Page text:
The last stop in this long morning was in a small quarry. And well, I felt as being at home, as our target bird was a Wallcreeper (Tichodroma muraria). We were told one of them was overwintering in this area so, as having time, we decided to invest some time and try to have this wonderful bird. Once again that day we were lucky and even before arriving to the quarry we could easily spot the bird, a male, that was showing very well and even singing!!!

After some minutes enjoying the bird around us and having incredible views with the scope we decided to go for lunch and a bit of rest. It had been a wonderful morning!

We also enjoyed this very showy male Wallcreeper, a really scarce species in Czech Republic. Image by tour leader Carles Oliver

Our short siesta time brought us back to the field full of energy so, before taking the car, we just did a short-walk around our accommodation. 3 Black Redstarts (Phoenicurus ochruros) were feeding in the orchads around and a Meadow Pipit (Anthus pratensis) flew off around us.

Soon after we had a Syrian Woodpecker (Dendrocopus syriacus) flying around a line of poplars. The bird was not really cooperative but we finally got long and excellent views on the bird! After that we decided to spend some time in some large gardens, expecting to have more woodpecker. Surprisingly the gardens were quite busy and we failed to have any woodpecker. Instead of that we enjoyed several views on Hawfinches, some of them really close! Here we also took a look to a Long-eared Owl winter roosting place for but, as expected, was already empty.

After enjoying for a while the magnificient XVIII gardens in Lednice we decided to come back to our accommodation for an early dinner. This was allowing us a better rest and an earlier start in our last morning, when we were having less than two hours of light before heading to the airport!

We got nice views on Syrian Woodpecker not far from our accommodation in Moravia. Image by tour leader Carles Oliver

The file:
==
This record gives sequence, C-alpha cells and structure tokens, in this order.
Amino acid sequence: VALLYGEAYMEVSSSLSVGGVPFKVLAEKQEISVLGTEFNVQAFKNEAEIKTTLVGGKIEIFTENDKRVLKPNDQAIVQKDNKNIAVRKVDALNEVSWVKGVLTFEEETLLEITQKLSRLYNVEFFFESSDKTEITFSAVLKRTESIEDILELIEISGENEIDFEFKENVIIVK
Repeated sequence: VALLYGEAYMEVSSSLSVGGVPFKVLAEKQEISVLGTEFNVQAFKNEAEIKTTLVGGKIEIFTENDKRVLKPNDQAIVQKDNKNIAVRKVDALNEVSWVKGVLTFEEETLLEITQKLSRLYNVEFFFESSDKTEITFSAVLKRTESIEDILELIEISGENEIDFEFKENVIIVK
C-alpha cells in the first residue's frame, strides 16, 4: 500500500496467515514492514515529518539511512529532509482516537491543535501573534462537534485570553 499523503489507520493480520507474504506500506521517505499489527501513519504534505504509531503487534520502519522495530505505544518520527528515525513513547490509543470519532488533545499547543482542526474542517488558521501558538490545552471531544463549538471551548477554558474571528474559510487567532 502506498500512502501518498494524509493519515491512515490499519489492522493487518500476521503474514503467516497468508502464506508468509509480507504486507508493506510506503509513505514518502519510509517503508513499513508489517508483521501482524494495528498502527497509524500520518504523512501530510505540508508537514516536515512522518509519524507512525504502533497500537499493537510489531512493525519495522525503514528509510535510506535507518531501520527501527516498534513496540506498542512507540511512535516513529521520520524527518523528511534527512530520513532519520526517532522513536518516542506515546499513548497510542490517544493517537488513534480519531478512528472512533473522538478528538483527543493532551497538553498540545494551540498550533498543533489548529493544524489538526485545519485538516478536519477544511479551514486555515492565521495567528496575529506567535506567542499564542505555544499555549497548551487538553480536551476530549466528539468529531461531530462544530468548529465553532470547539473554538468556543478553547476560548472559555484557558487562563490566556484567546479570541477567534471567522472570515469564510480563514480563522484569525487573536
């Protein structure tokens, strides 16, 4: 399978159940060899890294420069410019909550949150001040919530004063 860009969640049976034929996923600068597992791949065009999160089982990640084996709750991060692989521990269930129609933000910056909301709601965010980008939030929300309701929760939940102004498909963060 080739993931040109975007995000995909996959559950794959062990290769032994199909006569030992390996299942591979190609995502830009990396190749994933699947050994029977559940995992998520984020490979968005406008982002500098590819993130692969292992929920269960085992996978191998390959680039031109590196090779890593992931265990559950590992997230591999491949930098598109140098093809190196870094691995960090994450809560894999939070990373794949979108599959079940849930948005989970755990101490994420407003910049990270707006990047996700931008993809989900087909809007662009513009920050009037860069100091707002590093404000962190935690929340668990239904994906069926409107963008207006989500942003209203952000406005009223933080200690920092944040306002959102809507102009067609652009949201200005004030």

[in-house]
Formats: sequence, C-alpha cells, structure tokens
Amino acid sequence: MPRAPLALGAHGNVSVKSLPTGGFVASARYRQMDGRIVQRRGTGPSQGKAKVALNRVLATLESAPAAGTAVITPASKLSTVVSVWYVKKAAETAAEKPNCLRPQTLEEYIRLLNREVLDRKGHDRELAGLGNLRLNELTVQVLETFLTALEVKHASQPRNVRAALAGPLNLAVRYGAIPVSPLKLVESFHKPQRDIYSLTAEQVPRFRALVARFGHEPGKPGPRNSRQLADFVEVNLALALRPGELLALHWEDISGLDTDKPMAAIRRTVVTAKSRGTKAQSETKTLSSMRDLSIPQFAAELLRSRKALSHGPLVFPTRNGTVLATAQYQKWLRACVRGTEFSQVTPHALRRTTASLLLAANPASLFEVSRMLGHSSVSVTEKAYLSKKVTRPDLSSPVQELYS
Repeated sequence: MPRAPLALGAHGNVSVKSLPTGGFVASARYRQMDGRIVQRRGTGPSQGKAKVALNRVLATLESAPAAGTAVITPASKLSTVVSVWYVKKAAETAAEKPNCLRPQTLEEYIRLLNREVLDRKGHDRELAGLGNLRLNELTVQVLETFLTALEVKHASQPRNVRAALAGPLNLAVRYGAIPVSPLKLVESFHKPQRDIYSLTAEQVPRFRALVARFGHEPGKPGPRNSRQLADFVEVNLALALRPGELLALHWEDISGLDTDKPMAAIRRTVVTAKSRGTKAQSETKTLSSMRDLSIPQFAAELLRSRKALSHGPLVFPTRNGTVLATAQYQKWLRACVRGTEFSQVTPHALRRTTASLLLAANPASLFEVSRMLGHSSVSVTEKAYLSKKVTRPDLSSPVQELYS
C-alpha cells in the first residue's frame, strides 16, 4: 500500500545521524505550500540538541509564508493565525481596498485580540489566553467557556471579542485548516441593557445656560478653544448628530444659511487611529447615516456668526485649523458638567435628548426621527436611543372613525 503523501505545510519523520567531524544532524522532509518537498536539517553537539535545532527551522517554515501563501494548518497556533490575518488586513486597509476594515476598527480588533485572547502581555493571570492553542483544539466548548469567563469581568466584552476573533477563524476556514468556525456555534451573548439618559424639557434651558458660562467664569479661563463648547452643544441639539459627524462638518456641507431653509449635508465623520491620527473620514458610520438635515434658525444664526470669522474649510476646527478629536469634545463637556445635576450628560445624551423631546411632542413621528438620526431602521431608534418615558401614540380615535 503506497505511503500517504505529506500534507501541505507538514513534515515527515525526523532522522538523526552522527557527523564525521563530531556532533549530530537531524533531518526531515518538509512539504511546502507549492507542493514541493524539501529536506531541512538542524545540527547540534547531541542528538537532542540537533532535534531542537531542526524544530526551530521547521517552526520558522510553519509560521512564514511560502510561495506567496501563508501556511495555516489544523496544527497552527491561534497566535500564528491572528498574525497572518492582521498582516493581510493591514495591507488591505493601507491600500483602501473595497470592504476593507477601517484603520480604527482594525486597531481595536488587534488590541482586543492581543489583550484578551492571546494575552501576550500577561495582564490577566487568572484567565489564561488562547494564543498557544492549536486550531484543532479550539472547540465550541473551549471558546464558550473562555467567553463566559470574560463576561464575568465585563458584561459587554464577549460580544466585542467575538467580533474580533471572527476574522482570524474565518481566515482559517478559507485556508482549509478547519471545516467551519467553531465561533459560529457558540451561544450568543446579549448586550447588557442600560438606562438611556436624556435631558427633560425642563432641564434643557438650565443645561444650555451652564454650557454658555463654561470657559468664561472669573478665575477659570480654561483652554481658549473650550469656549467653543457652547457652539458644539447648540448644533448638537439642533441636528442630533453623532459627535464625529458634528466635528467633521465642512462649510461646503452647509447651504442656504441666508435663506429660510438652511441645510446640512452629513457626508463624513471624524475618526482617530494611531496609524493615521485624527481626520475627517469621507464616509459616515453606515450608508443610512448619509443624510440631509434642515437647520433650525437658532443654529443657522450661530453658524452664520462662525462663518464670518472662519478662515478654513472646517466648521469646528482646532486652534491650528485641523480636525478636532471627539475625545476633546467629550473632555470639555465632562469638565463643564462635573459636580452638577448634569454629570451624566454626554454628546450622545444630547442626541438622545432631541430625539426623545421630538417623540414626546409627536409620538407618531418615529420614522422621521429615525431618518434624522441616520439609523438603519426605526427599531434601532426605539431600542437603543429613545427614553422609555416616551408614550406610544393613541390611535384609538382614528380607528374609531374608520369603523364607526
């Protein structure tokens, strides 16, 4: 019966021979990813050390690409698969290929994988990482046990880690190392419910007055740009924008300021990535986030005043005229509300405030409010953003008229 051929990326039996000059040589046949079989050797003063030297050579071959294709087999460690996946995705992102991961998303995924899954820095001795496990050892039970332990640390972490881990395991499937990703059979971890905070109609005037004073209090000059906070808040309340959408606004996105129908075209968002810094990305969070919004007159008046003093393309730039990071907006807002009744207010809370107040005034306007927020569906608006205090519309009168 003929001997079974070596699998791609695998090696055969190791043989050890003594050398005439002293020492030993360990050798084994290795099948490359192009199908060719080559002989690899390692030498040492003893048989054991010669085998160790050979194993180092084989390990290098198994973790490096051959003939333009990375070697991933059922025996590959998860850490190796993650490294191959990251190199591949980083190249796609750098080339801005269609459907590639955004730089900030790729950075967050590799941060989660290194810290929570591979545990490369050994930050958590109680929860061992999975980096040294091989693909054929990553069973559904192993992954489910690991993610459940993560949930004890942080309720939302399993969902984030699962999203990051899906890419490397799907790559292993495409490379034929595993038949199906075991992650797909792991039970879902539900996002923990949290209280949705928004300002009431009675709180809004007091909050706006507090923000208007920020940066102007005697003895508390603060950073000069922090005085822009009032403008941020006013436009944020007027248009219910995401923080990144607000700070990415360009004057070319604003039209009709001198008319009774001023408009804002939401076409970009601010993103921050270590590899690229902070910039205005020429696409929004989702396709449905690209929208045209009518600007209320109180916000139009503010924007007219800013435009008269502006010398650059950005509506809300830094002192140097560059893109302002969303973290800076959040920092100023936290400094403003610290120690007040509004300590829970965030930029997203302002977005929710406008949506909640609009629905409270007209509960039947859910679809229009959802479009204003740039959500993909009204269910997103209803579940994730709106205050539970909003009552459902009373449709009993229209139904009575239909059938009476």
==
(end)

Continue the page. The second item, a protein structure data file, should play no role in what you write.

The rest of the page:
Day 4. Very last morning! Priority to woodpeckers. We directly headed to an oak forest since our goal was to have good sights on Medium & Lesser Spotted Woodpeckers.

When we arrived to the area several Great Spotted Woodpeckers were drumming around. After some scanning we got nice views on 1 Green Woodpecker (Picus viridis). Black Woodpcker was also calling in the distance. After some scanning we soon had a Medium Spotted Woodpecker (Dendrocopus medius) showing really well and, with a bit of patience, we got excellent views on the bird! Wonderful sight!

Middle Spotted Woodpecker is not scarce in riberside forests as long as having some large oaks. Image by tour leader Carles Oliver

We then moved a pair of miles up the same minor road. Once we went out of the car we enjoyed scoped views of a male Eurasian Sparrowhawk (Accipiter nisus) sitting on a branch deep inside the canopy. After much scanning for LSs we finally managed to have one Lesser Spotted Woodpecker (Dendrocopos minor) in the top of an oak, calling and drumming. Some 3 more males were listenned drumming around!

We still had time to stop for a final view on the lake, with good views on Smew, Goosander, Tufted Ducks (Aythya fuligula) and the only 3 Eurasian Wigeons (Anas penelope) of the trip!

It has been a wonderful birding break! I’m already looking forward our 2018 issue, it will be even better, for sure!

Feel like joining us?

 

 

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Common Genet photo hide sample

Along all 2013 we have been working in a new photo hide for Common Genet, a poorly known small carnivore living in South Europe and Africa.

The hide is place in a mixed forest near Tremp (Catalan Pyrenees) and it is the fruit of several months of field work. From all this work we have selected some of the most interesting images to offer a sample of what a photo session with these Common Genets can be.

What you will see in this video?